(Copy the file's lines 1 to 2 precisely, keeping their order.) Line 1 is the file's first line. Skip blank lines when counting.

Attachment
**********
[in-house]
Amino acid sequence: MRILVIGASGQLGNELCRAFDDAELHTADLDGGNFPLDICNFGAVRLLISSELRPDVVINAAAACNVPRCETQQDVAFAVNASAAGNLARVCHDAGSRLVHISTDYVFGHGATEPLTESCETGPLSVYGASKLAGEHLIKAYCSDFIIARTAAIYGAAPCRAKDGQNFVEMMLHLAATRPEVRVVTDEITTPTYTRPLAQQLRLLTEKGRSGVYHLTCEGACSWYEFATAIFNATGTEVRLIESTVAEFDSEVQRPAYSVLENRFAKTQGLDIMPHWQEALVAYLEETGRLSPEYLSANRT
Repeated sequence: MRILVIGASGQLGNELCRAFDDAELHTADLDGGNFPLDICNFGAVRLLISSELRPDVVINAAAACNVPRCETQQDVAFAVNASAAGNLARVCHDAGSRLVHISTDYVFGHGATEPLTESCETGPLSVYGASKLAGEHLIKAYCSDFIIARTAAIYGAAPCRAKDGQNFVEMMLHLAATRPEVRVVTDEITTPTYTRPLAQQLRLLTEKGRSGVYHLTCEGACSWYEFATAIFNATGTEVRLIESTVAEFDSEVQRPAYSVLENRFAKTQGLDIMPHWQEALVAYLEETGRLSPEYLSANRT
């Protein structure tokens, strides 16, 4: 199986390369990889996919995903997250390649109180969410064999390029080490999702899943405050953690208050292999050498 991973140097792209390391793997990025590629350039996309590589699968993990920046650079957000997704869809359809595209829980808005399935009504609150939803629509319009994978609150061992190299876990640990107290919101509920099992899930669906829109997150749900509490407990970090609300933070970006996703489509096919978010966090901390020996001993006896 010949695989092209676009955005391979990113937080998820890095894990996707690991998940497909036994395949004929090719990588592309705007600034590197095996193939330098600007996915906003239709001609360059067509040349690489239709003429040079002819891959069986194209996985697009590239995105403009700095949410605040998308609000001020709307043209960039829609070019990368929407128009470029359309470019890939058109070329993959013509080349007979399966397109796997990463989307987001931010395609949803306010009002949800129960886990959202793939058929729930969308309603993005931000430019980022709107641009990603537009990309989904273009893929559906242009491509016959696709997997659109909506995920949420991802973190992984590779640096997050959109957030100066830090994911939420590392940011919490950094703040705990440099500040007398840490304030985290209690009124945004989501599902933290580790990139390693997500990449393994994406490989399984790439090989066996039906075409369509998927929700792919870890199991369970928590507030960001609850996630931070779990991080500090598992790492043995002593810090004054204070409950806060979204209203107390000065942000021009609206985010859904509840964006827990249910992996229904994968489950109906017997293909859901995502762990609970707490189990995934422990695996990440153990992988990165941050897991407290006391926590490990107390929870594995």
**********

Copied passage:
[in-house]
Amino acid sequence: MRILVIGASGQLGNELCRAFDDAELHTADLDGGNFPLDICNFGAVRLLISSELRPDVVINAAAACNVPRCETQQDVAFAVNASAAGNLARVCHDAGSRLVHISTDYVFGHGATEPLTESCETGPLSVYGASKLAGEHLIKAYCSDFIIARTAAIYGAAPCRAKDGQNFVEMMLHLAATRPEVRVVTDEITTPTYTRPLAQQLRLLTEKGRSGVYHLTCEGACSWYEFATAIFNATGTEVRLIESTVAEFDSEVQRPAYSVLENRFAKTQGLDIMPHWQEALVAYLEETGRLSPEYLSANRT